President Biden on Wednesday cast doubt on the official death toll coming out of Gaza from a Hamas-run organization and acknowledged that the deaths of civilians are part of the ongoing conflict between Israel and Hamas.
At a press conference with Australian Prime Minister Anthony Albanese, Biden was asked about data from the Hamas-controlled Gaza Health Ministry that indicated more than 6,000 Palestinians have died since Israeli forces responded to terrorist attacks launched by Hamas on Oct. 7, which killed more than 1,400 Israelis.
“I have no notion that the Palestinians are telling the truth about how many people are killed. I’m sure innocents have been killed, and it’s the price of waging a war,” Biden said.
“I think… the Israelis should be incredibly careful to be sure that they’re focusing on going after the folks that are propagating this war against Israel. And it’s against their interest when that doesn’t happen,” he continued. “But I have no confidence in the number that the Palestinians are using.”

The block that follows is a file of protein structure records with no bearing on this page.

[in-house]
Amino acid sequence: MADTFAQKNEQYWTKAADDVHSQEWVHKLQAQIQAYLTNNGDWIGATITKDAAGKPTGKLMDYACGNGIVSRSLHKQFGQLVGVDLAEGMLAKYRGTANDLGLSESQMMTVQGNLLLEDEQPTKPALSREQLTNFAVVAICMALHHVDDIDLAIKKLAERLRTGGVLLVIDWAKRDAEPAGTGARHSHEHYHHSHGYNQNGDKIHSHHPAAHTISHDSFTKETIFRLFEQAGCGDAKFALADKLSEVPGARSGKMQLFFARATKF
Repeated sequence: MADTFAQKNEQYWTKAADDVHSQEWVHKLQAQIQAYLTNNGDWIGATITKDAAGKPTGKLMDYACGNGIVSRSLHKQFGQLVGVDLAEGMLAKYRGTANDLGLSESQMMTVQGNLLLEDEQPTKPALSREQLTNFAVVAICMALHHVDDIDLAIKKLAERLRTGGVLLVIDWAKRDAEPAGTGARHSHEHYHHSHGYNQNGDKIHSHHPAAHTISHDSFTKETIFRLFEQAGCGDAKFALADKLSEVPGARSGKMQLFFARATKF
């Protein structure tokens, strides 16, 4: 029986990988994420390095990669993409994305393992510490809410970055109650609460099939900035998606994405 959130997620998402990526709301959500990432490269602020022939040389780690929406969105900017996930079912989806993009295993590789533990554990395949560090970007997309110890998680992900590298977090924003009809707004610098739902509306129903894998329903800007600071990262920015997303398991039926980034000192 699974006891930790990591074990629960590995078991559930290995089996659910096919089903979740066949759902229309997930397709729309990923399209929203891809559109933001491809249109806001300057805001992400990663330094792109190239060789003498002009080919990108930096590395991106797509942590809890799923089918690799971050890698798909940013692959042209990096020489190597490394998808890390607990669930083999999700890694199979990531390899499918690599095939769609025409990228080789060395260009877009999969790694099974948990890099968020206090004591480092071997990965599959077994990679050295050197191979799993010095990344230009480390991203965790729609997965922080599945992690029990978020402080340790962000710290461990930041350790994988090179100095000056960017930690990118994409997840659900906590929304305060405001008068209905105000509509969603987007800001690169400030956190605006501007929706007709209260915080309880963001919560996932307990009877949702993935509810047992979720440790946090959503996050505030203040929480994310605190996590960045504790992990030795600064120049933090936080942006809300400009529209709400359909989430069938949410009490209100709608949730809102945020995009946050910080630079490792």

Biden’s comments came a day after John Kirby, a White House spokesperson on national security issues, and press secretary Karine Jean-Pierre suggested any information coming out of the Hamas-run Gaza Health Ministry should be treated with skepticism.
Still, the president’s comments at the press conference drew criticism from some outside groups.
Nihad Awad, executive director of the Council on American-Islamic Relations (CAIR), said the group was “deeply disturbed and shocked by the dehumanizing comments that President Biden made about the almost 7,000 Palestinians slaughtered by the Israeli government over the past two weeks.”
Waleed Shahid, a former spokesperson for the progressive Justice Democrats, wrote on X, formerly known as Twitter, that Biden’s comments are likely to appear in a future Republican-funded ad targeting voters in Michigan and Georgia.
The president has steadfastly supported Israel and its right to respond with force in the aftermath of Hamas’ terrorist attacks earlier this month. But he and other administration officials have been increasingly outspoken in recent days about the need to protect civilians and minimize the risk to innocent individuals.
That concern is particularly prevalent in Gaza, where millions of people are already lacking access to adequate food, water and medicine and where humanitarian aid has been slow to arrive.